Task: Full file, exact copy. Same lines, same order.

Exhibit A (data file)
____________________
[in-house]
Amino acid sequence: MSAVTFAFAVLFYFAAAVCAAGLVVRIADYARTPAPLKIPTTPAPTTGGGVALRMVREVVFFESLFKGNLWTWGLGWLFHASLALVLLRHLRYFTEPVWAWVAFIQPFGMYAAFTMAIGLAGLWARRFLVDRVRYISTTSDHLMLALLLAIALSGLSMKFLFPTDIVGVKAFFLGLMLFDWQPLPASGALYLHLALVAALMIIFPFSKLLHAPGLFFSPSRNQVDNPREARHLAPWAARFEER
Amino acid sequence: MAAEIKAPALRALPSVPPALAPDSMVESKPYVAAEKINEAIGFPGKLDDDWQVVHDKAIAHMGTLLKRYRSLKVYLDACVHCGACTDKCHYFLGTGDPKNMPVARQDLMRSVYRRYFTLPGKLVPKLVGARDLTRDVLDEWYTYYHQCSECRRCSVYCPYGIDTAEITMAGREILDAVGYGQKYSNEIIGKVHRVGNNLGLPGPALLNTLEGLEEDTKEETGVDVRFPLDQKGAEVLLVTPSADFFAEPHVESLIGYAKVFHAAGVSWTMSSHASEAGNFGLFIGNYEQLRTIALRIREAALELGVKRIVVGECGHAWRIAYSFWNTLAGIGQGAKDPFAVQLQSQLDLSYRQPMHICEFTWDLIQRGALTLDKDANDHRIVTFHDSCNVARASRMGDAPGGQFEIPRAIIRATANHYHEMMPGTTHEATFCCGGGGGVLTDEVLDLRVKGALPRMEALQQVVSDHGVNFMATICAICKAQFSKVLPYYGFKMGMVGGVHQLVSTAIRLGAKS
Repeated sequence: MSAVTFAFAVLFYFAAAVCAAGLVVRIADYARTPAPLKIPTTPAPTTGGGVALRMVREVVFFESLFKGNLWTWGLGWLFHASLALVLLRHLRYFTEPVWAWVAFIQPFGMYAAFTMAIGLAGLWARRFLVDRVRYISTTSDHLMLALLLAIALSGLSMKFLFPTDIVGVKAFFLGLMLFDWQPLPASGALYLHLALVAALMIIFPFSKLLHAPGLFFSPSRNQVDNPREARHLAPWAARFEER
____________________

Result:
[in-house]
Amino acid sequence: MSAVTFAFAVLFYFAAAVCAAGLVVRIADYARTPAPLKIPTTPAPTTGGGVALRMVREVVFFESLFKGNLWTWGLGWLFHASLALVLLRHLRYFTEPVWAWVAFIQPFGMYAAFTMAIGLAGLWARRFLVDRVRYISTTSDHLMLALLLAIALSGLSMKFLFPTDIVGVKAFFLGLMLFDWQPLPASGALYLHLALVAALMIIFPFSKLLHAPGLFFSPSRNQVDNPREARHLAPWAARFEER
Amino acid sequence: MAAEIKAPALRALPSVPPALAPDSMVESKPYVAAEKINEAIGFPGKLDDDWQVVHDKAIAHMGTLLKRYRSLKVYLDACVHCGACTDKCHYFLGTGDPKNMPVARQDLMRSVYRRYFTLPGKLVPKLVGARDLTRDVLDEWYTYYHQCSECRRCSVYCPYGIDTAEITMAGREILDAVGYGQKYSNEIIGKVHRVGNNLGLPGPALLNTLEGLEEDTKEETGVDVRFPLDQKGAEVLLVTPSADFFAEPHVESLIGYAKVFHAAGVSWTMSSHASEAGNFGLFIGNYEQLRTIALRIREAALELGVKRIVVGECGHAWRIAYSFWNTLAGIGQGAKDPFAVQLQSQLDLSYRQPMHICEFTWDLIQRGALTLDKDANDHRIVTFHDSCNVARASRMGDAPGGQFEIPRAIIRATANHYHEMMPGTTHEATFCCGGGGGVLTDEVLDLRVKGALPRMEALQQVVSDHGVNFMATICAICKAQFSKVLPYYGFKMGMVGGVHQLVSTAIRLGAKS
Repeated sequence: MSAVTFAFAVLFYFAAAVCAAGLVVRIADYARTPAPLKIPTTPAPTTGGGVALRMVREVVFFESLFKGNLWTWGLGWLFHASLALVLLRHLRYFTEPVWAWVAFIQPFGMYAAFTMAIGLAGLWARRFLVDRVRYISTTSDHLMLALLLAIALSGLSMKFLFPTDIVGVKAFFLGLMLFDWQPLPASGALYLHLALVAALMIIFPFSKLLHAPGLFFSPSRNQVDNPREARHLAPWAARFEER